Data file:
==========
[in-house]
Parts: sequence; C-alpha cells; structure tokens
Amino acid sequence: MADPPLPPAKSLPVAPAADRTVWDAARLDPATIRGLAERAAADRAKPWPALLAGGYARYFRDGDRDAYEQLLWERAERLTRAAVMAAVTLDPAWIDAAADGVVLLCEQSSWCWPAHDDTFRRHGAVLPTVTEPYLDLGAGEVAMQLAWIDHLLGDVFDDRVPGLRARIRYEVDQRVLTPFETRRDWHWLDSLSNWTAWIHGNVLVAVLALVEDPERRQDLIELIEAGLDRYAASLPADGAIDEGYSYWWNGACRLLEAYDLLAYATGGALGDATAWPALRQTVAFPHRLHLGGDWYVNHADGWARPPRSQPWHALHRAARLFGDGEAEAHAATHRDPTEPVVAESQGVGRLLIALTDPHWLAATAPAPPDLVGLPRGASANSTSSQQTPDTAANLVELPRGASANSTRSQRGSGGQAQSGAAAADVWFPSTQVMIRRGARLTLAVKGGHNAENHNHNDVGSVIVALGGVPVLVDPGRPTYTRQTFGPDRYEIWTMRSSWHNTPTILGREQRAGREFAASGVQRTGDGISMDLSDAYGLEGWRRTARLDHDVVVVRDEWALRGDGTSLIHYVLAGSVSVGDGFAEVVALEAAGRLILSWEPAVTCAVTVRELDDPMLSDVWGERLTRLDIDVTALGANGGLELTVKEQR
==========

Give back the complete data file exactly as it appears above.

[in-house]
Parts: sequence; C-alpha cells; structure tokens
Amino acid sequence: MADPPLPPAKSLPVAPAADRTVWDAARLDPATIRGLAERAAADRAKPWPALLAGGYARYFRDGDRDAYEQLLWERAERLTRAAVMAAVTLDPAWIDAAADGVVLLCEQSSWCWPAHDDTFRRHGAVLPTVTEPYLDLGAGEVAMQLAWIDHLLGDVFDDRVPGLRARIRYEVDQRVLTPFETRRDWHWLDSLSNWTAWIHGNVLVAVLALVEDPERRQDLIELIEAGLDRYAASLPADGAIDEGYSYWWNGACRLLEAYDLLAYATGGALGDATAWPALRQTVAFPHRLHLGGDWYVNHADGWARPPRSQPWHALHRAARLFGDGEAEAHAATHRDPTEPVVAESQGVGRLLIALTDPHWLAATAPAPPDLVGLPRGASANSTSSQQTPDTAANLVELPRGASANSTRSQRGSGGQAQSGAAAADVWFPSTQVMIRRGARLTLAVKGGHNAENHNHNDVGSVIVALGGVPVLVDPGRPTYTRQTFGPDRYEIWTMRSSWHNTPTILGREQRAGREFAASGVQRTGDGISMDLSDAYGLEGWRRTARLDHDVVVVRDEWALRGDGTSLIHYVLAGSVSVGDGFAEVVALEAAGRLILSWEPAVTCAVTVRELDDPMLSDVWGERLTRLDIDVTALGANGGLELTVKEQR